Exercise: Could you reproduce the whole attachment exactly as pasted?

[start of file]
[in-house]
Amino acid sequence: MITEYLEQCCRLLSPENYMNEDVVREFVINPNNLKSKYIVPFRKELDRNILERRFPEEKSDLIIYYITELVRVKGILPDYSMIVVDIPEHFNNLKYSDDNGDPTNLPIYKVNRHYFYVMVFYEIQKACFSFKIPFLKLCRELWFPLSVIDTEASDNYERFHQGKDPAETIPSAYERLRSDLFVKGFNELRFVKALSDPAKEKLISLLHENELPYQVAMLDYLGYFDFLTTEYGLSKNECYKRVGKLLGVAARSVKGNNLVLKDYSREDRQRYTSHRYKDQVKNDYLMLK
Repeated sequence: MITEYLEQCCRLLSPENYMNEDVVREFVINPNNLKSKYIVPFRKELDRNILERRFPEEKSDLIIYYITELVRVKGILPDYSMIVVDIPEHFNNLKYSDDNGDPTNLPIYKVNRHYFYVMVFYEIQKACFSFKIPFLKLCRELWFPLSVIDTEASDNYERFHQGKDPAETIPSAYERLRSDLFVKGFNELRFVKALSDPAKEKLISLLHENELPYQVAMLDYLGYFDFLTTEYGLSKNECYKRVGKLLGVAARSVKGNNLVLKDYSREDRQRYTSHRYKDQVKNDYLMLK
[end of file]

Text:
[in-house]
Amino acid sequence: MITEYLEQCCRLLSPENYMNEDVVREFVINPNNLKSKYIVPFRKELDRNILERRFPEEKSDLIIYYITELVRVKGILPDYSMIVVDIPEHFNNLKYSDDNGDPTNLPIYKVNRHYFYVMVFYEIQKACFSFKIPFLKLCRELWFPLSVIDTEASDNYERFHQGKDPAETIPSAYERLRSDLFVKGFNELRFVKALSDPAKEKLISLLHENELPYQVAMLDYLGYFDFLTTEYGLSKNECYKRVGKLLGVAARSVKGNNLVLKDYSREDRQRYTSHRYKDQVKNDYLMLK
Repeated sequence: MITEYLEQCCRLLSPENYMNEDVVREFVINPNNLKSKYIVPFRKELDRNILERRFPEEKSDLIIYYITELVRVKGILPDYSMIVVDIPEHFNNLKYSDDNGDPTNLPIYKVNRHYFYVMVFYEIQKACFSFKIPFLKLCRELWFPLSVIDTEASDNYERFHQGKDPAETIPSAYERLRSDLFVKGFNELRFVKALSDPAKEKLISLLHENELPYQVAMLDYLGYFDFLTTEYGLSKNECYKRVGKLLGVAARSVKGNNLVLKDYSREDRQRYTSHRYKDQVKNDYLMLK